Friday, June 15, 2007

The End of an Era

Wow, so today is Bob Barker's last day on The Price is Right. So sad, but yeah, looking at him, it does seem like it's time to ride off (in a new car!) into the sunset. The man has been on TV for FIFTY YEARS! Can you imagine?

For any of you who read the book, you know what a big Price is Right fan I am, so I thought it was only fitting that we spend today sharing our favorite Price is Right moments and games.

My fave? Undoubtedly, Plinko. They only rolled it out, like, once a month, but when I was a kid, I waited with breathless anticipation for that wonderful day! And yes, it's true, when I was younger, I thought I would spend my 18th birthday on the show: that's how old you have to be to go on it, so, at 12 or 13 or whenever I was at the height of my PIR obsession, that was the fantasy.

So...what was your favorite game? Did you ever dream of going on the show, like I did?

Thursday, June 14, 2007

But What Happens Next?

For my post today, head over to Writer Unboxed, where I talk about the post-publication letdown, er, experience. :)

Wednesday, June 13, 2007

Parenting Essays

How can I find a good place to to send a parenting essay?

Well, this might seem obvious, but the place way to find outlets is to read those outlets. I've said it before here, but editors can get quite peeved when people submit to them and the mag doesn't actually cover said material. So I'd be sure to flip through the mags you plan to submit to before doing so.

That said, Cookie runs a lot of essays, Parenting usually runs (I think) about one per issue, as does American Baby, and Parents runs the occasional one. But there are sooooo many other options out there: your local paper, bigger papers like the Christian Science Monitor, and a ton of websites. Just google "parenting essays" (without the quotes), and you come up with a lot of options.

Good luck! And what say you readers? Do you have favorite outlets for your essays about your adorable tots?

Tuesday, June 12, 2007

Jumping the Gun

Thanks for all the insightful comments on yesterday's the very least, it's a good thing that people like us are concerned about this trend, and will raise our children (and spouses, hee!), differently.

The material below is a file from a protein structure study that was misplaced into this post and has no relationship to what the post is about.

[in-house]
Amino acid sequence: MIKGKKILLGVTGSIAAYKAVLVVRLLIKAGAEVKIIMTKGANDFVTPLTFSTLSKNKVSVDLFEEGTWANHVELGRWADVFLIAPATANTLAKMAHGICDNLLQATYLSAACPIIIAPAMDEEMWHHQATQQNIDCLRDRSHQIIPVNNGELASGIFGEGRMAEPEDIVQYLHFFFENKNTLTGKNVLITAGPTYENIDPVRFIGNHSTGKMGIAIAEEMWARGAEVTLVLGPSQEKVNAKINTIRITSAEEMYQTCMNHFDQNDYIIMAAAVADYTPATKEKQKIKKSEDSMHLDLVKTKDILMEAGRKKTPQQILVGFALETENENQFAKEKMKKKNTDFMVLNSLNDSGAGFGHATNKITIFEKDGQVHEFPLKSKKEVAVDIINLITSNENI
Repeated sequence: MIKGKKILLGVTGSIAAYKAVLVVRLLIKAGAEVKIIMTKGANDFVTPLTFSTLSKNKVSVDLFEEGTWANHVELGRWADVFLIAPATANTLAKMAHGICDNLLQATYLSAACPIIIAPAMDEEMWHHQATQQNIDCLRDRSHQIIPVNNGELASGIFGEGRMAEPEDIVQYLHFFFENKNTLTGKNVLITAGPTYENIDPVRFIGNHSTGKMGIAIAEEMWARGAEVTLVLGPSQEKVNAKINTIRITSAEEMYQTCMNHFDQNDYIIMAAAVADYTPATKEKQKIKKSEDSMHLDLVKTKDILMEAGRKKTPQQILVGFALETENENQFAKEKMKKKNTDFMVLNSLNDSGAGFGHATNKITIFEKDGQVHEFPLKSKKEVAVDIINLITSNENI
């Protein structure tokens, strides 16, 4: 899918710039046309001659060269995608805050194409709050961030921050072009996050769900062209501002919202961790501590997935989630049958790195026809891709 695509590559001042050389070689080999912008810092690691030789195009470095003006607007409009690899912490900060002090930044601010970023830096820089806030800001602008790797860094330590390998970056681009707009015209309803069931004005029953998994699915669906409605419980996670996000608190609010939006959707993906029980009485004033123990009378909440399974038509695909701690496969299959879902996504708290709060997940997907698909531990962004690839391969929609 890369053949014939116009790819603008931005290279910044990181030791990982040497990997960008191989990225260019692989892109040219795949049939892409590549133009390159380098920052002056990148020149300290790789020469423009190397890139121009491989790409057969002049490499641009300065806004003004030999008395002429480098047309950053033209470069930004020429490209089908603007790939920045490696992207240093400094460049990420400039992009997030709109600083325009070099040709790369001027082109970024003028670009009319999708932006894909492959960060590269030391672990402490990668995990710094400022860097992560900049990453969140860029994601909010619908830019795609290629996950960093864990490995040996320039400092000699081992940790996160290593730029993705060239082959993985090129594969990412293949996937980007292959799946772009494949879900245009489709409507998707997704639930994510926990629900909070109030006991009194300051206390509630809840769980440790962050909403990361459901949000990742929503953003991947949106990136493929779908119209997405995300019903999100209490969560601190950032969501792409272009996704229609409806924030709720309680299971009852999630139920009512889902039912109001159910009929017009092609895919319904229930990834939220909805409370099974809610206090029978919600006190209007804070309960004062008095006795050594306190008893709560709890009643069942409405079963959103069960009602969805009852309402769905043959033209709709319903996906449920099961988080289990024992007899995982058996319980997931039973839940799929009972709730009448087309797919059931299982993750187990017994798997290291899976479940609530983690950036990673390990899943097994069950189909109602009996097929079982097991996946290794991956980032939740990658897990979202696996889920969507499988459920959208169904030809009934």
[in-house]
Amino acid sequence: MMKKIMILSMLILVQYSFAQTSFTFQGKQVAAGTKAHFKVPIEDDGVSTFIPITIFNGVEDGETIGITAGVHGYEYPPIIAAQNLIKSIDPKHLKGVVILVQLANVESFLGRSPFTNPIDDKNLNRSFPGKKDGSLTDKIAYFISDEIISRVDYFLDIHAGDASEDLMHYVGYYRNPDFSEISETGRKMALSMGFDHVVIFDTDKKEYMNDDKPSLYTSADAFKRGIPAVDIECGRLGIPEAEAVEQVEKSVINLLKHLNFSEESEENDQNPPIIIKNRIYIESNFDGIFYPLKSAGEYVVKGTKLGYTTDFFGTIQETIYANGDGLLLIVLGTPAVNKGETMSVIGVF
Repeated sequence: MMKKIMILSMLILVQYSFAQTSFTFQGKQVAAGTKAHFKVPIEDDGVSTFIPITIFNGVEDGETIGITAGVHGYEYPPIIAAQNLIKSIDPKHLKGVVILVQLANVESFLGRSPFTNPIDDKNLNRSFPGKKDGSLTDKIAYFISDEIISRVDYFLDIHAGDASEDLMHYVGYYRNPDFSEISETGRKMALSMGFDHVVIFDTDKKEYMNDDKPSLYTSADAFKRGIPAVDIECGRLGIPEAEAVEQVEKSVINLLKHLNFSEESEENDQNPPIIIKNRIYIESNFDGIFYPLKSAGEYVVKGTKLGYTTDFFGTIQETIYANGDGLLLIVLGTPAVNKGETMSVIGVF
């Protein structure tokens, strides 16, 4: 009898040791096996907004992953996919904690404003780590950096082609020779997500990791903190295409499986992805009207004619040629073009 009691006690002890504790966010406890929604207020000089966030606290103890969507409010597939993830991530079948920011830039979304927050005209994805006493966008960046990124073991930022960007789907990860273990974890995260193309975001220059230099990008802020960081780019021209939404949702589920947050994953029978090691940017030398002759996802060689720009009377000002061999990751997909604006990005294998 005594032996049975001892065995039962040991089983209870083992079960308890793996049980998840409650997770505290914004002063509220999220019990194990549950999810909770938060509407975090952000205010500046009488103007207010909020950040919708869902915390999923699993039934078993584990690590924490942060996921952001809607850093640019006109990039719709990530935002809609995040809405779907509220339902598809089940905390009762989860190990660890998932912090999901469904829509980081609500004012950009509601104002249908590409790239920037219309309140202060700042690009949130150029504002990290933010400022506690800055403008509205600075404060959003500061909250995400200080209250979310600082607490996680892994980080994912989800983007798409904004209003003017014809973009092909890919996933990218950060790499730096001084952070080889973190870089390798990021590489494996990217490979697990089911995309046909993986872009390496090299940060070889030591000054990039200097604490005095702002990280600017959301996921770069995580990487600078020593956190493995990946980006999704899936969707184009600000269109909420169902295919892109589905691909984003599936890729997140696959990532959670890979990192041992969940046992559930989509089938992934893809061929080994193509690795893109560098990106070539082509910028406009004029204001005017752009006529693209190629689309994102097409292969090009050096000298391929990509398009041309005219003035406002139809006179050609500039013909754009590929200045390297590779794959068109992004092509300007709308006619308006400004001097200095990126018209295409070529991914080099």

Question of the day: Can I pitch a story without having the story written, or the subject on board? For example, if I would like to write a profile of someone (well-known or not) do I have to get their approval before pitching the article?

Well, this raises two questions. First of all, you should never write the complete article until the editor has given you the green-light. The exceptions are essays and travel pieces. As I've said before on this blog, sending in a complete story before an assignment is a huge newbie mistake and sends red flags to editors right away. (Search the archives of the blog for more info on this.)

But things do get tricky when you're pitching a celeb piece or a profile. It's a bit of a catch-22 situation because if you approach your subject first, then don't get the assignment, you've let that person down...and if you approach your editor first, then can't land the subject, you risk letting your editor down. BUT, if this is a well-known person (a celeb, for example), most editors understand that landing the interview isn't a slam-dunk. I do celeb pieces (have a cover story coming out on the 15th with Jaime Pressly), and when my editor and I chat about who he wants me to cover, it's always with the understanding that the publicist might say "no."